A new study of the structure of the internet indicates that, because of the net's reliance on a few key connections, a sustained attack by terrorists or hackers could bring it down.
Most of the traffic on the internet jumps from connection to connection as it makes its way to its destination. If one or more of the connections fail, the traffic simply finds another route and completes its journey.
However, the study reports that while most routers have only a few connections, a number are major hubs. Should a sufficient number of the major hubs fail, the system could be divided into separate areas that are no longer connected with each other.
"If you go for the biggest nodes and take a couple of them out, you can break the system into clusters that don't communicate with each other," said Albert-Laszlo Barabasi, a physicist at the University of Notre Dame and co-author of the study.
While the possibility of bringing the internet to a halt does exist, that scenario is unlikely, according to Jim Jones, director of technical operations at Global Integrity.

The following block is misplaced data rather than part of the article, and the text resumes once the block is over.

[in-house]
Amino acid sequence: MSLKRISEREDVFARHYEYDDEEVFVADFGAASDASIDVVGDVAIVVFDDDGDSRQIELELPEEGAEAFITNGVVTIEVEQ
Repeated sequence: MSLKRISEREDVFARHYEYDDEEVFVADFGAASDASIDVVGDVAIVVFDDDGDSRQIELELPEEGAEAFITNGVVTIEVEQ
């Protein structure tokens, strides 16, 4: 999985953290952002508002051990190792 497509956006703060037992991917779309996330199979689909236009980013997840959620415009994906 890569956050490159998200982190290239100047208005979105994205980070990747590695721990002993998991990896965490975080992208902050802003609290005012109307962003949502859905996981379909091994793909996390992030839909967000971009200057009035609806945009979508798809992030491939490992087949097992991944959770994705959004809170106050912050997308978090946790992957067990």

The study reported that the average performance of the internet would be reduced by a factor of two if one per cent of the most connected nodes are disabled, and it would take four per cent being disabled to make the network fragmented and unusable.
"The attack would have to hit all those sites at the same time," said Jones.
There are two ways to attack crucial nodes - physically or through the network, he added.
Blowing up the sites would be difficult because they spread throughout the world, and are highly secure with redundant power supplies and fire suppression systems. "A physical attack would have to be a well co-ordinated, fairly well-funded attack on multiple sites," said Jones.
Using the network method of flooding the sites would also be difficult because the attack would have to be sustained against multiple sites for a long period of time. "The longer the attack is sustained, the more likely a trace back is," he added.
Jones said it is difficult to determine the real susceptibility because actual live tests have not been done and won't be. "Nobody's willing to bring the sites down to see how strong they are."
He also noted that the study was done on a static snapshot of the internet so the data used is not entirely complete. "The connectivity is a little more dynamic and somewhat more complete and interconnected than the research would have indicated."
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